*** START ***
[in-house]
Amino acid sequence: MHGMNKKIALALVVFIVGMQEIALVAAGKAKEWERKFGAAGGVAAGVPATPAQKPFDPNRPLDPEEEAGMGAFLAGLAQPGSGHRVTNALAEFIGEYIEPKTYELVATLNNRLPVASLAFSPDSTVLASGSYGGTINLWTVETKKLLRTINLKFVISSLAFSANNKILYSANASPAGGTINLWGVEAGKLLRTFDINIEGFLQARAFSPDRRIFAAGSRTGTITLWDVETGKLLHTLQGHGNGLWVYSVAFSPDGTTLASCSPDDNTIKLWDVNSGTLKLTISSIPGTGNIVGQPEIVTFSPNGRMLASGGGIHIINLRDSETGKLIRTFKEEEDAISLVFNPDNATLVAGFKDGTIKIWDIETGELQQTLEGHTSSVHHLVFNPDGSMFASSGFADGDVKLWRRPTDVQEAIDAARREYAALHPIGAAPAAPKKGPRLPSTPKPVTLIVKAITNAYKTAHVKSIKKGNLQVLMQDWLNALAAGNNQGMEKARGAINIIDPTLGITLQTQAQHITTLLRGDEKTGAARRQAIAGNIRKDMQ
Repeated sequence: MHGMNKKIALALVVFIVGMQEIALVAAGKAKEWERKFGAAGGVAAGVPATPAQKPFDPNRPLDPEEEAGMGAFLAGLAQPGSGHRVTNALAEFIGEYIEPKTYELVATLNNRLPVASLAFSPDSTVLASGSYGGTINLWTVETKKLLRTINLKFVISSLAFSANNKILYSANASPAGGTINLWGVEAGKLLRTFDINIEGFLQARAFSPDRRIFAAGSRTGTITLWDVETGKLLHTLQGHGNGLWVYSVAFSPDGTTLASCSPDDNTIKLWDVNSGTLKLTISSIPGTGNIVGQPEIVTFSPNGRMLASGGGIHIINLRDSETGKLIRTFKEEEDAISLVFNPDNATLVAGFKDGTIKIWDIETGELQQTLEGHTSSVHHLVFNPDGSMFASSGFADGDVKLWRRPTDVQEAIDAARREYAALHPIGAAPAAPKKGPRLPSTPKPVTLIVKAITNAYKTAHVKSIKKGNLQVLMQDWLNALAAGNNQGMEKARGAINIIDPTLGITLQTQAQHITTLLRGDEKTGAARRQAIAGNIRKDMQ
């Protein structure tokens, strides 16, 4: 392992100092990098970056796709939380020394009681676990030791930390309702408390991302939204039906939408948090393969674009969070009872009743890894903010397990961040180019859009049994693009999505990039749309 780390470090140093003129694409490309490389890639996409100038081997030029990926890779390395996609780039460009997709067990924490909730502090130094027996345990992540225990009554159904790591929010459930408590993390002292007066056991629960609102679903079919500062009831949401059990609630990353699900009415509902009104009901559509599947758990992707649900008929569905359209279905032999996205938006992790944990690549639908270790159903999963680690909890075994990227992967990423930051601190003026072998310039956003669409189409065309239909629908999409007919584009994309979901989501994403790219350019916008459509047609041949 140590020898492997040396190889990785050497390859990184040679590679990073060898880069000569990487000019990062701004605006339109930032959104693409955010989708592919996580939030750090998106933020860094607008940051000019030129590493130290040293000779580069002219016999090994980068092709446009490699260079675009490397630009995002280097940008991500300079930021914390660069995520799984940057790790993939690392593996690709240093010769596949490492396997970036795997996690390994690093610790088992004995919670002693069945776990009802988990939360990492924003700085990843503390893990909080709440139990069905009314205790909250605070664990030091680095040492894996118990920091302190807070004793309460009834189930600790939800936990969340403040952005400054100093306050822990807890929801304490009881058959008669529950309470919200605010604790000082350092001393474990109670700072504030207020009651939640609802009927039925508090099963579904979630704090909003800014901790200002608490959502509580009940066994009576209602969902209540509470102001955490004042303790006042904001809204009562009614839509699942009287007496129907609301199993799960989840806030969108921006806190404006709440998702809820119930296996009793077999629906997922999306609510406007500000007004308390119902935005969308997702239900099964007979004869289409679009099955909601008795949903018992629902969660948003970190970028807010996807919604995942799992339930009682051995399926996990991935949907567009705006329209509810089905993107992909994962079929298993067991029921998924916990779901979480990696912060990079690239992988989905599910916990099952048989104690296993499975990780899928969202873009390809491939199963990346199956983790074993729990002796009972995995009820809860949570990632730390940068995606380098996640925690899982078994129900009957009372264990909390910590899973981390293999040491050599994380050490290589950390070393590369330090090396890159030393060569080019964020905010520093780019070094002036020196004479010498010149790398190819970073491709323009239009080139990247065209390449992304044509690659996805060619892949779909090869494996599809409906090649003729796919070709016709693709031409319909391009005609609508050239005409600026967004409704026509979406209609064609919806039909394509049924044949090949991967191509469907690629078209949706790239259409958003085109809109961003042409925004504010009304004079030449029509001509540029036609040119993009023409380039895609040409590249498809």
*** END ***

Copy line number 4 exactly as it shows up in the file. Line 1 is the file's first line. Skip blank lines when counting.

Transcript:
């Protein structure tokens, strides 16, 4: 392992100092990098970056796709939380020394009681676990030791930390309702408390991302939204039906939408948090393969674009969070009872009743890894903010397990961040180019859009049994693009999505990039749309 780390470090140093003129694409490309490389890639996409100038081997030029990926890779390395996609780039460009997709067990924490909730502090130094027996345990992540225990009554159904790591929010459930408590993390002292007066056991629960609102679903079919500062009831949401059990609630990353699900009415509902009104009901559509599947758990992707649900008929569905359209279905032999996205938006992790944990690549639908270790159903999963680690909890075994990227992967990423930051601190003026072998310039956003669409189409065309239909629908999409007919584009994309979901989501994403790219350019916008459509047609041949 140590020898492997040396190889990785050497390859990184040679590679990073060898880069000569990487000019990062701004605006339109930032959104693409955010989708592919996580939030750090998106933020860094607008940051000019030129590493130290040293000779580069002219016999090994980068092709446009490699260079675009490397630009995002280097940008991500300079930021914390660069995520799984940057790790993939690392593996690709240093010769596949490492396997970036795997996690390994690093610790088992004995919670002693069945776990009802988990939360990492924003700085990843503390893990909080709440139990069905009314205790909250605070664990030091680095040492894996118990920091302190807070004793309460009834189930600790939800936990969340403040952005400054100093306050822990807890929801304490009881058959008669529950309470919200605010604790000082350092001393474990109670700072504030207020009651939640609802009927039925508090099963579904979630704090909003800014901790200002608490959502509580009940066994009576209602969902209540509470102001955490004042303790006042904001809204009562009614839509699942009287007496129907609301199993799960989840806030969108921006806190404006709440998702809820119930296996009793077999629906997922999306609510406007500000007004308390119902935005969308997702239900099964007979004869289409679009099955909601008795949903018992629902969660948003970190970028807010996807919604995942799992339930009682051995399926996990991935949907567009705006329209509810089905993107992909994962079929298993067991029921998924916990779901979480990696912060990079690239992988989905599910916990099952048989104690296993499975990780899928969202873009390809491939199963990346199956983790074993729990002796009972995995009820809860949570990632730390940068995606380098996640925690899982078994129900009957009372264990909390910590899973981390293999040491050599994380050490290589950390070393590369330090090396890159030393060569080019964020905010520093780019070094002036020196004479010498010149790398190819970073491709323009239009080139990247065209390449992304044509690659996805060619892949779909090869494996599809409906090649003729796919070709016709693709031409319909391009005609609508050239005409600026967004409704026509979406209609064609919806039909394509049924044949090949991967191509469907690629078209949706790239259409958003085109809109961003042409925004504010009304004079030449029509001509540029036609040119993009023409380039895609040409590249498809």